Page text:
However, these remaining Syrian refugee field workers, in spite of the benefits they have, will still be in need. On this, our last trip up the long and prone to being reduced to a hopeless quagmire of a track, our goal was to provide some assistance and to collect their phone numbers. For the remainder of the winter months, we will ring them and then draw nigh to their location – to the closest point where the roadway is sound. They will come to us – farm equipment will happily power through where road vehicles will become well and truly mired.
From there we made our way to the encampment we have named ‘the Grove’ due to the small stand of trees across the road from the encampment; there are no trees or bushes of any description within the actual encampment; it is rather barren.
This encampment is situated on some high ground. I would not call it a hill, it is just a simple piece of higher ground. It is rocky and would be impossible to farm in its current state. The rocks in this region are large; I mean they are literally gargantuan – they can only be removed with large excavators. The majority of the rocks are buried in the ground, sometimes their heads, sometimes just their shoulders protruding from the soil. Shelters, as best as one can, must be placed around these boulders as they can not be shifted.
On the plus side, this higher, slightly lifted up location, at the very least, will not become a bog in the incessant rains of winter.
And, sadly, it appears that this encampment will be remaining in this remote location over the dark, damp days of winter. The prospects of living in rude shelters, exposed to the wind and rain through the long, dismal days of winter is truly appalling.
The headman in this encampment is from the area in eastern Turkey near the city of Urfa. He is a bilingual Turkish / Arabic speaker and his life occupation has always been a ‘field worker’. He is the headman in this encampment because he is the ‘gang-master’ and the residents of this encampment are his work force.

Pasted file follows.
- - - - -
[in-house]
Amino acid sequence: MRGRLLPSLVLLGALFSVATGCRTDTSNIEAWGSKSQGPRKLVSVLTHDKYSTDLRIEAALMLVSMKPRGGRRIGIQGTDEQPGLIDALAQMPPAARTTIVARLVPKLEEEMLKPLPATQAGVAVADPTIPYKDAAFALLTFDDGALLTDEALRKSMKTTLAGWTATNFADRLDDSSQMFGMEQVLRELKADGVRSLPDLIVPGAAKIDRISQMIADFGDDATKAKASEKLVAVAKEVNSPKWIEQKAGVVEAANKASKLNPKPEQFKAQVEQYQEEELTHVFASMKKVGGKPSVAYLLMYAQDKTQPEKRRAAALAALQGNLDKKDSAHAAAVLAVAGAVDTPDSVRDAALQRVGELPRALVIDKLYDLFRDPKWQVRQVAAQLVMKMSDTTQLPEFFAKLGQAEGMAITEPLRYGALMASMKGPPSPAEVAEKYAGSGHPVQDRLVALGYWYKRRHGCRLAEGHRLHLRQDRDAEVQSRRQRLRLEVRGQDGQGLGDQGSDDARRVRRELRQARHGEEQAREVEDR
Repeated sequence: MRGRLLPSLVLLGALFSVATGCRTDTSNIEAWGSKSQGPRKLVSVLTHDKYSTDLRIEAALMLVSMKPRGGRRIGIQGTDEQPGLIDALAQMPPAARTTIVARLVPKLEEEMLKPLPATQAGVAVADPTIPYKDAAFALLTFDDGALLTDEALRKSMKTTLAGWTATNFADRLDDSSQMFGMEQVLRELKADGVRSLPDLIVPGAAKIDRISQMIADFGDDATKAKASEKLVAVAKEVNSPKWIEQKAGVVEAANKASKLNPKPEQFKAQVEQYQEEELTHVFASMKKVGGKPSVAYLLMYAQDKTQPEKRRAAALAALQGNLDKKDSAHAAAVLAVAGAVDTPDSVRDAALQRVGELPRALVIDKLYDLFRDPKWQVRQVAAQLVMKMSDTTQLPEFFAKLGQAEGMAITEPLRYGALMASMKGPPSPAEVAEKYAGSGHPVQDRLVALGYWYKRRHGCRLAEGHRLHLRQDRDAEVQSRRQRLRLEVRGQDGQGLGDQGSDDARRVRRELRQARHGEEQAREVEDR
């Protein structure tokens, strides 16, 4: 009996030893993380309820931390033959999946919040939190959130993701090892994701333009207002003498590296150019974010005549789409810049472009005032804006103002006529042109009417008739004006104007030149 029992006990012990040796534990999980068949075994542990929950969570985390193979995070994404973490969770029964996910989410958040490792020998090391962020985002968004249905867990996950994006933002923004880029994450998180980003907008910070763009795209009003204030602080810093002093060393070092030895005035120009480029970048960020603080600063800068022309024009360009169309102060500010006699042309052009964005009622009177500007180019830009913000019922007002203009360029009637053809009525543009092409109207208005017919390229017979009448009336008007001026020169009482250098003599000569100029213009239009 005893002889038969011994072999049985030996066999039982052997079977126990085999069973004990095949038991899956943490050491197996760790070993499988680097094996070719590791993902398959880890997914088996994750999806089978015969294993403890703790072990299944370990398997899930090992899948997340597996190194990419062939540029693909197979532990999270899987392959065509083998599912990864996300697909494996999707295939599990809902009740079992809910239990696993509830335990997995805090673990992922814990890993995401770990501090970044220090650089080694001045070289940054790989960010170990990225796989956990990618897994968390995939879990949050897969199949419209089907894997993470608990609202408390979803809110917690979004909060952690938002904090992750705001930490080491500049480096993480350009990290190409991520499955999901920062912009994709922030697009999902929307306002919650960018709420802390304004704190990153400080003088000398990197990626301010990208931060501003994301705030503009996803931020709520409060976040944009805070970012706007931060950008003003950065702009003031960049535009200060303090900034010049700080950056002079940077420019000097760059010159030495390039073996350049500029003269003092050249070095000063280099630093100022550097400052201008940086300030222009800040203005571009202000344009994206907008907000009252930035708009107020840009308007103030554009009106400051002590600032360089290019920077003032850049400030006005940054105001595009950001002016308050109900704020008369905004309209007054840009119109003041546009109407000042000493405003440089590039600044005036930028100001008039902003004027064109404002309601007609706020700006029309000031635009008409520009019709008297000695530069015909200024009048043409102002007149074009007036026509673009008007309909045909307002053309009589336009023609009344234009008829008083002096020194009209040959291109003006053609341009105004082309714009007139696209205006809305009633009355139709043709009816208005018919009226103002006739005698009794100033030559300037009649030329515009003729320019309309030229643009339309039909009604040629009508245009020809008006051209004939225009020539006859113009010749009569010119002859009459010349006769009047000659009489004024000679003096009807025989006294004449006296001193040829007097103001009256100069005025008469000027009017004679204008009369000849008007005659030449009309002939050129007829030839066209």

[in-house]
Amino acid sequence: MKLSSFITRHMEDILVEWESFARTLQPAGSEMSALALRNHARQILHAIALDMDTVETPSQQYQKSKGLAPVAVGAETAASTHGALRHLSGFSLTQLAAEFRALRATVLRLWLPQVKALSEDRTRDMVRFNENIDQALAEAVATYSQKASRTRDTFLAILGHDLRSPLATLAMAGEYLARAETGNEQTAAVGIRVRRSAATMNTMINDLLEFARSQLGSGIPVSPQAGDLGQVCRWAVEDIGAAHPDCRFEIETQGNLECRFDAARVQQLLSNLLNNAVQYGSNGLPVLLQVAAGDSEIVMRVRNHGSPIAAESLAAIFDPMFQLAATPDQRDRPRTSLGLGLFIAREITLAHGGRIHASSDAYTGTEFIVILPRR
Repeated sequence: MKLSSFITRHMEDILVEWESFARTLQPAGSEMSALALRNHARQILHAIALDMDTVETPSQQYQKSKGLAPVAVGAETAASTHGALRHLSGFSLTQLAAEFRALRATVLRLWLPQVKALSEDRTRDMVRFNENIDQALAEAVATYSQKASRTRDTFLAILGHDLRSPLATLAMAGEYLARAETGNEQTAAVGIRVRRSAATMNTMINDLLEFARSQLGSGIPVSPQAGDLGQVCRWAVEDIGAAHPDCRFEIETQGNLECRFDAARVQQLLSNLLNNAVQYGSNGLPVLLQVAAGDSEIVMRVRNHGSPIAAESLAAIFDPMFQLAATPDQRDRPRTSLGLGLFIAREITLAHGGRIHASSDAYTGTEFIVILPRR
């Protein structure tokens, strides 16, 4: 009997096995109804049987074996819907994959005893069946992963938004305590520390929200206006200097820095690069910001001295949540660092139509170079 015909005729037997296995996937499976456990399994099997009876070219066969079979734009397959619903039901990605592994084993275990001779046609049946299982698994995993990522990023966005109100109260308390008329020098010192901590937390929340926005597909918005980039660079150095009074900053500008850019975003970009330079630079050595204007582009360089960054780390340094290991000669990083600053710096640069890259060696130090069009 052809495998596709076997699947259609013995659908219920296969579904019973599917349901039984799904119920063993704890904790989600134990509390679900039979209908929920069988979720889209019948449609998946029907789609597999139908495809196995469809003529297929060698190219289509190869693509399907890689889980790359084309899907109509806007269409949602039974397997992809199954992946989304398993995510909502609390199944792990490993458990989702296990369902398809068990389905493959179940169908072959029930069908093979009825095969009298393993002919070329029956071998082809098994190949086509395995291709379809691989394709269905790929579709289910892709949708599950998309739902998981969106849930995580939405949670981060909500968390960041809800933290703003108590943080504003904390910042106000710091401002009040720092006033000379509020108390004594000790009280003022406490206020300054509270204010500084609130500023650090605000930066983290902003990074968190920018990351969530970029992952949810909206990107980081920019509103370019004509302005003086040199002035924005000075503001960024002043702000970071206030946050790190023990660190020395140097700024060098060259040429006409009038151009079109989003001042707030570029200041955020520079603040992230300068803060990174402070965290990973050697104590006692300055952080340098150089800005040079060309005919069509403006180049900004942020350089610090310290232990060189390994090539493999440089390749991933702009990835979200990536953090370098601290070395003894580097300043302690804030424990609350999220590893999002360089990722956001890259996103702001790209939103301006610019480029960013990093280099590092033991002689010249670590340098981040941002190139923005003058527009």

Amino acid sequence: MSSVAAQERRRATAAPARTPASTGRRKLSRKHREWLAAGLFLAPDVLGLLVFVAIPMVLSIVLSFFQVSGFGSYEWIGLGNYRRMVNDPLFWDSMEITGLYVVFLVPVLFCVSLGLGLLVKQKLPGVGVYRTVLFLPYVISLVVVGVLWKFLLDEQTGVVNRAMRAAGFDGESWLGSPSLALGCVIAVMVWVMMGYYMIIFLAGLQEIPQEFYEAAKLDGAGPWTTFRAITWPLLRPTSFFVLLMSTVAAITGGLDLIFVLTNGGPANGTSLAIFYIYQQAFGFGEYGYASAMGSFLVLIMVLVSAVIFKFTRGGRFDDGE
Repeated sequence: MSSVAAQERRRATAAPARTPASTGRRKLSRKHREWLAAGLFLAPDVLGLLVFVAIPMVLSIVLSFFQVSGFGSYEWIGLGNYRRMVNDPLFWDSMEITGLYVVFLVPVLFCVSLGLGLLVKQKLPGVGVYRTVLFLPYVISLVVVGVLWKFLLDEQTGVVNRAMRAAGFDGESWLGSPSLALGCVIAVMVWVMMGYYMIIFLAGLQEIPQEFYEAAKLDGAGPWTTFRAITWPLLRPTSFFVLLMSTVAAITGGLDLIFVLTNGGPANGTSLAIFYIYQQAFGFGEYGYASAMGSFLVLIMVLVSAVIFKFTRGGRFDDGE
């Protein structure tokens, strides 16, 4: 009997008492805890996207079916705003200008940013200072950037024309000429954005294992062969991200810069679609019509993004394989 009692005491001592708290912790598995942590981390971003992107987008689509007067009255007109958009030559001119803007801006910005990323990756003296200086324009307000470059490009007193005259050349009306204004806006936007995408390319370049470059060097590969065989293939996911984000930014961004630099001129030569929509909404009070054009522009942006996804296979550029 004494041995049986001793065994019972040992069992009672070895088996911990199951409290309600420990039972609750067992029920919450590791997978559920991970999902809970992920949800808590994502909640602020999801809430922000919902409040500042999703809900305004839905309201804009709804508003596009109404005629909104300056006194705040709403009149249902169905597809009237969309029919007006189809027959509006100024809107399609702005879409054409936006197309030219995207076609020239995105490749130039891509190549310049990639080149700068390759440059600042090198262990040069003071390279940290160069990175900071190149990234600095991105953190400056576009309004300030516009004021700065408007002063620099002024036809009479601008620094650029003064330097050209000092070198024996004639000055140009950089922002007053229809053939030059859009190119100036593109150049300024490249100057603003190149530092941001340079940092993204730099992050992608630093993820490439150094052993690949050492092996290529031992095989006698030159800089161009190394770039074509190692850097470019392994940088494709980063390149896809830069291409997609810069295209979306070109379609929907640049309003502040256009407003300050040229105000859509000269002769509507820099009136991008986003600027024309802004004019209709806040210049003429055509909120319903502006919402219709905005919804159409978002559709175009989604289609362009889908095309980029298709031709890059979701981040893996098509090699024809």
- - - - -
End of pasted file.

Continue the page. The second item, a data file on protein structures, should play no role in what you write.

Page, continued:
As the gang-master, he organises the field labour and provides a modicum of the essentials for the workers – it was up to him to find and arrange a place for the workers to pitch their shelters. He also will provide some source of water (often it can simply be a water bowser as in this encampment). I would say in most, not all, but most encampments, the gang-master will arrange a degree of electricity (most often illegally sourced by attaching wires to the passing electrical cables).
The electricity that may be supplied is not properly established. Most frequently you observe wires running over the floor, lying on and through the dirt and puddles. There is no fuse box or circuit breaker. Wires can be spliced together and protected from the elements and curious children with whatever tape-like material is to hand, even sellotape. I suppose if the wires get too hot and burn up, then that will function as a rudimentary fuse… of sorts…
It is up to the residents in the encampment to construct simple out-houses and some kind of structure to bathe in. The bathing structure will have a dirt floor as everything else has, but the tarpaulin will be stretched around and over to afford a degree of privacy to have a rudimentary sponge bath. For the winter months, they also manufacture some primitive shelters to act as kitchens.
We arrived at the Grove, and, as I have been doing recently, I did not drive into the encampment proper, but rather chose to stay on the roadway. The road at the entrance is wide enough for us to set up on the far side, and traffic – traffic is rather infrequent on this passageway – can easily pass by on the remaining side. The residents of the encampment come and stand in the road, hence not in the mud, for the distribution.
The lorry reversed up to the van and hence the vehicles were back to back. This created a separated area for the team to work in. This space together in concert with the simple barriers we bring with us, forms a division between those who are waiting to receive some assistance and the team who are organising and distributing the provision.
Separate from the regular food-stuffs distribution and as the result of some special gifts being provided, we have been enabled to give the children some milk or fruit drinks and a sweet snack.
We have been doing this at each encampment.
But this encampment is different.
This encampment is fundamentally and dramatically different.
The gang-master in this encampment tends to be an ill-tempered, peevish, quarrelsome individual. We witnessed at an earlier time, in a different location, this gang-master physically assaulting a man who he thought needed being put in his place. In all the time we have been engaged in this work, this was the one time where we have observed a fight, a brawl between two men.
This gang-master can be pleasant, but he can be bellicose, petty and, well, short-tempered and grouchy.